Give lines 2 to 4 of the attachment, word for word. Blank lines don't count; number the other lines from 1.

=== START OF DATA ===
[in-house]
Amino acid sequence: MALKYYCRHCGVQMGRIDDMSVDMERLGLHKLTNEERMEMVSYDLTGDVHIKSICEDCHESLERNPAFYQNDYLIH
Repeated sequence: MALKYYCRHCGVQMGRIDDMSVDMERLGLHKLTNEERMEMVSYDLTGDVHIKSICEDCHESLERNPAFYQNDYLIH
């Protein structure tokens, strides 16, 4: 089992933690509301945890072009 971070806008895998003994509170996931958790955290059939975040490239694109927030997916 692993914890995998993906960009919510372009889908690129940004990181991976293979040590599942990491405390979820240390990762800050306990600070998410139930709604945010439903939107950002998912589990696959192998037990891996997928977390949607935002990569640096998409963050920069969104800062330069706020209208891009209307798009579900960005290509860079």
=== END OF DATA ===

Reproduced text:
Amino acid sequence: MALKYYCRHCGVQMGRIDDMSVDMERLGLHKLTNEERMEMVSYDLTGDVHIKSICEDCHESLERNPAFYQNDYLIH
Repeated sequence: MALKYYCRHCGVQMGRIDDMSVDMERLGLHKLTNEERMEMVSYDLTGDVHIKSICEDCHESLERNPAFYQNDYLIH
């Protein structure tokens, strides 16, 4: 089992933690509301945890072009 971070806008895998003994509170996931958790955290059939975040490239694109927030997916 692993914890995998993906960009919510372009889908690129940004990181991976293979040590599942990491405390979820240390990762800050306990600070998410139930709604945010439903939107950002998912589990696959192998037990891996997928977390949607935002990569640096998409963050920069969104800062330069706020209208891009209307798009579900960005290509860079």